Manamoc is an island-barangay in the Sulu Sea, in the northeastern part of the province of Palawan in the Philippines. It is a part of the Quiniluban group of islands of the Cuyo Archipelago between the islands of Palawan and Panay.
Manamoc island, as seen from the north
Manamoc is located in the northwestern part of the Cuyo Islands group
|Archipelago||Quiniluban Island group|
|Length||1.75 mi (2.82 km)|
|Highest elevation||720 ft (219 m)|
|Highest point||Mt. English|
Manamoc, like most of the islands of Cuyo, is of volcanic origin. The almost circular island has a diameter of about 1 3/4 mi (3.8 km) and has a total land area of 1,275 acres (516 hectares). It is surrounded by coral reefs and abundant marine life. A break in the reef permits boat to enter the lagoon in the southwestern part of the island. This lagoon has about 3 feet of water at low tide.
The island is essentially supported by fishing, seaweed cultivation and farming.
Three miles northeast of Manamoc is the exclusive resort of Amanpulo, on Pamalican Island. Since its opening, a large percentage of the inhabitants has found work as employees in the neighboring resort. The establishment also provided the residents of Manamoc and the other neighboring islands with other means of livelihood like supplying some food products and materials for the resort.
Seacology has provided solar energy system to provide power to the community's schools, barangay hall and medical clinic in exchange for an agreement to protect the marine area for 20 years.
There is cell phone service in the island provided by Smart with the tower located on Mt. English. The Zip code of the island is 5318.
Tourism on the island is still developing. The island is for guests who love to commune with nature. It is popular with tourists from all over the world who hope to get off the beaten track and spend time with local people. Foreign tourists from the Pamalican resort who are curious about island community life are regular visitors.
The island is a good place for snorkeling. With the help of Seacology Germany, a non-profit organization with the purpose of preserving the highly endangered biodiversity of islands around the world, the villagers established a 267-acre Marine Protected Area around Manamoc in 2002.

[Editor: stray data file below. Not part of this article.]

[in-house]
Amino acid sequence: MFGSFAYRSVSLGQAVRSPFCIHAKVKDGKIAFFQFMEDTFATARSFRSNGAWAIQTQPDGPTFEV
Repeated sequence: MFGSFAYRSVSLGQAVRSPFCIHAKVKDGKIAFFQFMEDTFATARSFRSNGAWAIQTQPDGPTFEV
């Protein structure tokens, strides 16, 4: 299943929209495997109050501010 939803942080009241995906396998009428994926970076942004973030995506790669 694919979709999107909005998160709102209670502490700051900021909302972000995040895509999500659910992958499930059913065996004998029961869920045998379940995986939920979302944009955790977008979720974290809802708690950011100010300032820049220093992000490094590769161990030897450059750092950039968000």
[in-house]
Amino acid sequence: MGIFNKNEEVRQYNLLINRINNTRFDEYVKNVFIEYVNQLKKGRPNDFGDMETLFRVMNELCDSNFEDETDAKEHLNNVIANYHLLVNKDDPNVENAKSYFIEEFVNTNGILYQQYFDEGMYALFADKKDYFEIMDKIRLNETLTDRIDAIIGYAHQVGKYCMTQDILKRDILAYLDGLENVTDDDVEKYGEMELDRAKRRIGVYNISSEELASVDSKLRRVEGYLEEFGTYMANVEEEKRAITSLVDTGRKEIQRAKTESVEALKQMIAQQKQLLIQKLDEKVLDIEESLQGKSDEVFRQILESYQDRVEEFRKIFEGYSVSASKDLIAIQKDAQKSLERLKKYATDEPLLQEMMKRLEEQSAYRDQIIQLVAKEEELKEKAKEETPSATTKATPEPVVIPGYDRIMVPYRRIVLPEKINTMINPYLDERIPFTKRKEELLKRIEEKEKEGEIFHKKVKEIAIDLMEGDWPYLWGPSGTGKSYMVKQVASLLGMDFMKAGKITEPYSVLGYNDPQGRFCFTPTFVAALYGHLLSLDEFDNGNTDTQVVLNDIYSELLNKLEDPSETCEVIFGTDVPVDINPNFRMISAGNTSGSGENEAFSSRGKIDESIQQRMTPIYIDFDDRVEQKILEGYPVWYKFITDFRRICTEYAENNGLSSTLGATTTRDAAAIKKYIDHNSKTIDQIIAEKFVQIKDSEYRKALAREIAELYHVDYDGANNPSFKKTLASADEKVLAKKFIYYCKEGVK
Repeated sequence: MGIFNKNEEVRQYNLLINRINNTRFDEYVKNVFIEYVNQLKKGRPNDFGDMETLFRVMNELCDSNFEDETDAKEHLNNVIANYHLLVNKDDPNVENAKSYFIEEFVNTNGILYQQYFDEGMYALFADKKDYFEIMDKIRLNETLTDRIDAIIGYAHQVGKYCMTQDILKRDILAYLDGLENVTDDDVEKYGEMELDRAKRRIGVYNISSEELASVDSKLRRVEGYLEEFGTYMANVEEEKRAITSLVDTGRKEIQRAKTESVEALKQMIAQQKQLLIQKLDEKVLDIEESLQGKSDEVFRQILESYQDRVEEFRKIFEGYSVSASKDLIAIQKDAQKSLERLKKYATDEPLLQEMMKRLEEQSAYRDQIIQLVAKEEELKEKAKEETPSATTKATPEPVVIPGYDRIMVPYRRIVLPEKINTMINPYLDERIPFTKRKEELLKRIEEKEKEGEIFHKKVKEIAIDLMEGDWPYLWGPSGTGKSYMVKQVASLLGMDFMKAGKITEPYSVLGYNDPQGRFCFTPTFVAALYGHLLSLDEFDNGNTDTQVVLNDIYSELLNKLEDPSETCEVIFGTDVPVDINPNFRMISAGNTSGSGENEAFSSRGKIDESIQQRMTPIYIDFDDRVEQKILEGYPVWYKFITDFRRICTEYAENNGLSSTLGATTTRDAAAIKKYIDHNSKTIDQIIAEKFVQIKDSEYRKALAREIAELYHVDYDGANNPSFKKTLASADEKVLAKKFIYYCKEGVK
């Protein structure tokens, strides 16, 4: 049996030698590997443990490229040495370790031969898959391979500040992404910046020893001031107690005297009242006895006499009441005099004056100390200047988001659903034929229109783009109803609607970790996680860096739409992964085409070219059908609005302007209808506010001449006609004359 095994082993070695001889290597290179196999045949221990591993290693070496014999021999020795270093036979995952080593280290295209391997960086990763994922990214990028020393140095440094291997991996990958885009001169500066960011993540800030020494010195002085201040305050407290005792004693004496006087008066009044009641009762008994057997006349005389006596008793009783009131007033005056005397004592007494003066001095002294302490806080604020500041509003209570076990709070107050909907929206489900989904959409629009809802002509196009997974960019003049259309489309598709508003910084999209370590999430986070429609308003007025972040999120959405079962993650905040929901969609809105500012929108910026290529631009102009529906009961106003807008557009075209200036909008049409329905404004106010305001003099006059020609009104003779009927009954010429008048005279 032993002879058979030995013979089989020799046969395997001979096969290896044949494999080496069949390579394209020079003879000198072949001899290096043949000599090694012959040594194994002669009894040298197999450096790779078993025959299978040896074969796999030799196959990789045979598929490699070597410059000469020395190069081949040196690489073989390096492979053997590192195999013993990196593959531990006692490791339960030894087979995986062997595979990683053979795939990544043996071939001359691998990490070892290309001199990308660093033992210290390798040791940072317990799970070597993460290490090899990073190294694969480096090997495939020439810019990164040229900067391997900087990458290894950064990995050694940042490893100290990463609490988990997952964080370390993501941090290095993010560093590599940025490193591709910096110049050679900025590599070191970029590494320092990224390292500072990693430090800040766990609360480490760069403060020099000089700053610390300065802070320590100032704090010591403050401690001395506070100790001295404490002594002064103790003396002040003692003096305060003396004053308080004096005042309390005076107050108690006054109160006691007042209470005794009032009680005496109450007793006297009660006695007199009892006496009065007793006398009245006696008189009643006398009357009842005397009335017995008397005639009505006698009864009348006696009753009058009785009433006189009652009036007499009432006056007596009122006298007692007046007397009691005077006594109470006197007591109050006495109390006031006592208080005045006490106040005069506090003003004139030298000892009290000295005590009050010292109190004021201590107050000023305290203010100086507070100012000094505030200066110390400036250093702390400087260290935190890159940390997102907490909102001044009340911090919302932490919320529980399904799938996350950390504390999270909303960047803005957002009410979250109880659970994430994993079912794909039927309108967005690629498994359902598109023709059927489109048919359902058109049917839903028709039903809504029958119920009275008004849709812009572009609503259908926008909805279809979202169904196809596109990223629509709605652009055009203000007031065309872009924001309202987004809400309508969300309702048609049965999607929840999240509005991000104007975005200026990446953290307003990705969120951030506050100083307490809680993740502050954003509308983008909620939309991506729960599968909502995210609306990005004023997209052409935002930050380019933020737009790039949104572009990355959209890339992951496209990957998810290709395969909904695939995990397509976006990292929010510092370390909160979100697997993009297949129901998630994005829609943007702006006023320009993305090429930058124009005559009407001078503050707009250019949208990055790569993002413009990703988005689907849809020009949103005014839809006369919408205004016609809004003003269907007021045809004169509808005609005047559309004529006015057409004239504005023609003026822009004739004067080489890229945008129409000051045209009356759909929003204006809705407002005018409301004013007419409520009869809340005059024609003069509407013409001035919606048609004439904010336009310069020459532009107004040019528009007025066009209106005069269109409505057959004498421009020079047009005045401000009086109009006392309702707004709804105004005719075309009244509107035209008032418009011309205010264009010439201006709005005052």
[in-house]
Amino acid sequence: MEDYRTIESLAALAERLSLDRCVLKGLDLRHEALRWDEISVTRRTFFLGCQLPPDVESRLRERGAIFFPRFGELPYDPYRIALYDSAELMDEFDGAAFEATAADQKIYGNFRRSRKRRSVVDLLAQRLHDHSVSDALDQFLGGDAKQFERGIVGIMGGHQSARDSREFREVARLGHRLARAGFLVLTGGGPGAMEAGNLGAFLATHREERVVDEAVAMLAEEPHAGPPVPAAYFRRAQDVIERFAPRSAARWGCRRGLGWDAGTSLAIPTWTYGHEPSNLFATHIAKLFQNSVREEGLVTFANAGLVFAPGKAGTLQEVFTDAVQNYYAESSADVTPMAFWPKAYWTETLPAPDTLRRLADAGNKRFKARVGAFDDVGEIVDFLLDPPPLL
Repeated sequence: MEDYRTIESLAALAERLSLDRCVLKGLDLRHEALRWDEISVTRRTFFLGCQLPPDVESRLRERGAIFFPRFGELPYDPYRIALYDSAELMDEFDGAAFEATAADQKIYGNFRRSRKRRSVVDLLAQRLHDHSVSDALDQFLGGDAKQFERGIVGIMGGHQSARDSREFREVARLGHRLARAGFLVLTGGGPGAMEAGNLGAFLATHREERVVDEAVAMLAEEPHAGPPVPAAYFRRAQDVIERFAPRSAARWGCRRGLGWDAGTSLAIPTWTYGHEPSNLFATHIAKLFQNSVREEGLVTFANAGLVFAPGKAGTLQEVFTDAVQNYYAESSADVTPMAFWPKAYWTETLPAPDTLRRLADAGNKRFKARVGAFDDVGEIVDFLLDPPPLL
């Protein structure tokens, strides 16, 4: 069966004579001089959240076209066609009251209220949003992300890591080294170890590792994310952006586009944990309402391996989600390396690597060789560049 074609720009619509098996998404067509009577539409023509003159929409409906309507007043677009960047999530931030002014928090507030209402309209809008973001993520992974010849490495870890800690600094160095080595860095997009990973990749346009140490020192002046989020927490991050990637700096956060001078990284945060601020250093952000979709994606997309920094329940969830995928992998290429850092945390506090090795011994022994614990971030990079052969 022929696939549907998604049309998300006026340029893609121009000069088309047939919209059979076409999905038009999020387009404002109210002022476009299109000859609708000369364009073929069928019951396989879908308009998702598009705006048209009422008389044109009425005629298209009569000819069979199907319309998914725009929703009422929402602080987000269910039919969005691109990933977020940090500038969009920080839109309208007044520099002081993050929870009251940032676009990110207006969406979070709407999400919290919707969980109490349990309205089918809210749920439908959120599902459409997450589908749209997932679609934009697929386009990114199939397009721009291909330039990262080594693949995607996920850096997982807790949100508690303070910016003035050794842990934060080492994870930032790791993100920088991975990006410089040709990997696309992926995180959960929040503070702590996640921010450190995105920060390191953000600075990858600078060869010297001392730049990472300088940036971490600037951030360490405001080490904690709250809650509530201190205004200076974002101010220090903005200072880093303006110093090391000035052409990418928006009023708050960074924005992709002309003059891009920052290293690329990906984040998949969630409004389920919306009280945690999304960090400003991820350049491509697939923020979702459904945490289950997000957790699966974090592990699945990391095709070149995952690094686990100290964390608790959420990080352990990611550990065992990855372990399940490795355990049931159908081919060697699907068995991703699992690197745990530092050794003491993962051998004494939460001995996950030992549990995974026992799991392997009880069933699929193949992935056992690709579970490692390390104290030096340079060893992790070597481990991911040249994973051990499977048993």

There are only a few bars and restaurants on the island that cater mostly to locals.
The main religion on the island is Roman Catholicism.
The weather is broadly regulated by the dry and windy Northeast monsoon from January to May, and the rainy Southwest monsoon from June to November, with a high probability for cyclones between August and November.
|Climate data for Manamoc|
|Average rainfall mm (inches)||13.2
|Average rainy days||2||1||1||3||13||20||22||21||20||17||9||4||133|
- U.S. Coast and Geodetic Survey, "U.S. Coast Pilot, Philippine Islands, Volume 2". Washington Government Printing Office, 1922.
- Peters, Jens, "Philippines Travel Guide", p.858. Jens Peters Publications, 2005.
- Seacology Germany. "Seacology Island Projects.Manamoc" Archived 2011-07-20 at the Wayback Machine, Seacology.org. Retrieved on 2010-09-22.
- Peterson, Karen (2008-07-08). "Reporting from the Philippines". Seacology Island Environment Log. Retrieved on 2011-01-29.
- "Map of Manamoc". Flickr. Retrieved on 2011-01-28.
- National Statistical Board (2010-06-30). "Municipality of Cuyo Archived 2010-11-14 at the Wayback Machine". PSCG Interactive. Retrieved on 2010-09-25.